Portugal’s State of Calamity took on even further calamitous proportions last Thursday when the government announced new measures that effectively dropped a neutron bomb on the battered hospitality sector.
With 60 boroughs, including large swathes of the Algarve, considered ‘high risk’ or ‘very high risk’ for transmission of SARS-CoV-2, the new rules essentially make restaurant interiors ‘no go’ areas at weekends for anyone who doesn’t have a Covid Digital Certificate, or who can’t present a valid negative test for the virus.
Almost overnight from Thursday, hotels, hostels and AL (short-term rental) properties were told they couldn’t accept any guests who couldn’t satisfy these requirements – at any point in the week (not just weekends).
With cafés and ‘pastelarias’ exempt from the new regulations (no explanation given as to why), the only concession seemed to be that restaurant terraces are not bound by the new rules, and the rules do not apply during weekdays.
In other words, the virus is only considered a problem in restaurant interiors from 3.30pm on Fridays to 10.30pm on Sunday nights (at which point people have to leave in order to abide by the 11pm ‘curfew’).
It also doesn’t ‘attack’ when people eating on restaurant terraces enter the premises to use WC facilities or to pay (suitably wearing face masks).
During his regular television slot on SIC on Tuesday evening, Portuguese lawyer and commentator José Miguel Júdice quipped that there should have been a teletext running under the government’s announcement querying: “Are there lunatics in government?”
The new measures are “absolutely absurd”, he told news anchor Clara de Sousa – particularly as they come at a point when irrespective of the rise in the number of positive cases, the situation in hospitals and intensive care units is light years away from the horrors of last winter.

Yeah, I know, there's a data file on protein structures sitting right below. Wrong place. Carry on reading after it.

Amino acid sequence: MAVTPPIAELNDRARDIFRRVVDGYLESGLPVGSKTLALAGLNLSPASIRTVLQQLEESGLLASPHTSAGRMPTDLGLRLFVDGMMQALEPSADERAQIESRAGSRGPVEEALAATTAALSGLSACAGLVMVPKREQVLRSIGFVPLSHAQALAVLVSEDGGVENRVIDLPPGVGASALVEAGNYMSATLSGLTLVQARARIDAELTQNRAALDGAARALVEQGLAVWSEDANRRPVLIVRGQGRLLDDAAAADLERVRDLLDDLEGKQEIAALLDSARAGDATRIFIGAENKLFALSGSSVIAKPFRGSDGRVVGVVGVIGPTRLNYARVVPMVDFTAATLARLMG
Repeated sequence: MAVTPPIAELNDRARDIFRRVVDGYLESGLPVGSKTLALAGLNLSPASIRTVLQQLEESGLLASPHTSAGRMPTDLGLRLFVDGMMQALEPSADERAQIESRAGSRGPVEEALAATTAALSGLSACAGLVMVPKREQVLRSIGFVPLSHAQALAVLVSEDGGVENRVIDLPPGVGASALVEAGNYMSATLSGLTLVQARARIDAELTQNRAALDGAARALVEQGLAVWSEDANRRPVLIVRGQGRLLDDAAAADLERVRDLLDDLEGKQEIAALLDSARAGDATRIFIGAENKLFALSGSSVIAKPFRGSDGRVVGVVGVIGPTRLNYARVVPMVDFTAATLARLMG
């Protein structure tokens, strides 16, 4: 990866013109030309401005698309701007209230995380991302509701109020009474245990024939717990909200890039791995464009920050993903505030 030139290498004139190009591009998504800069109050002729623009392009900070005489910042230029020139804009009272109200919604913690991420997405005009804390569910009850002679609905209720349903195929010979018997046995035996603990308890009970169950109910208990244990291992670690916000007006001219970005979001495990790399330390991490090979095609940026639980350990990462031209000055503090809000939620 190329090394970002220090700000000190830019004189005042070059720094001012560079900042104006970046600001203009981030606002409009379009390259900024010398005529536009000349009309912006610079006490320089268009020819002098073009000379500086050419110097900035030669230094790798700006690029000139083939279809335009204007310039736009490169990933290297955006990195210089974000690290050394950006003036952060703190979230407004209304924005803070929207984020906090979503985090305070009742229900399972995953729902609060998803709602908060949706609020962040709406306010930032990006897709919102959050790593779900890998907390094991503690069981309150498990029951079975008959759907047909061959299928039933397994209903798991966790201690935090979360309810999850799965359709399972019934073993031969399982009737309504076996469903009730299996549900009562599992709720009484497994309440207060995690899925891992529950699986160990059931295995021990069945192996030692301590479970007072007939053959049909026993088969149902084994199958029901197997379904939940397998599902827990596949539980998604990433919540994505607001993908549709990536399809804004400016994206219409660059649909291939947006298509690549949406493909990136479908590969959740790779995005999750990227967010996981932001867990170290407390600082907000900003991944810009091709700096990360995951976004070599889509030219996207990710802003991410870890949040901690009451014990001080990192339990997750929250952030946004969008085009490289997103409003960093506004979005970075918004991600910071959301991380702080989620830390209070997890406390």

Portugal’s beleaguered restaurant sector wholeheartedly agrees with him. It has called for the government to “immediately suspend” the regulations governing restaurants, while in the Algarve, hoteliers and indeed local politicians have dubbed the new approach “overkill”, “impractical” and “of dubious efficacy”.
More to the point, businesses themselves appear to have decided “enough is enough”. The latest resolution from the Council of Ministers insists that they themselves have to ‘police’ the regulations. For restaurants, this means an employee at the door has to watch over clients if they want to present negative auto-tests – the idea being these tests have to be performed before the client can sit at a table.
One AL owner the Resident spoke with last Friday told us she had purchased 10 auto-tests for the weekend to put in clients’ rooms “they can stay there all summer, for all I care”, she said. “I may use a grapefruit for the test, I may use my cat. As I am meant to be policing this ridiculous measure, I will be the one to decide how I carry out these tests…”
The woman who survives on what she makes from renting out holiday rooms had been fielding panicked calls from clients all day worried that they would have to cancel.
And this is the next point in the “lunacy”. The proviso that people could present negative tests to satisfy the new rules was semi useless as no pharmacies were available to carry out those tests.
Said Expresso last Friday, hours before the rules came into force: “It’s almost impossible to book a test in time for this weekend…” Hence the panicked phone calls, and the ‘solutions’ reached by businesspeople utterly exhausted by the government’s constantly changing goal posts.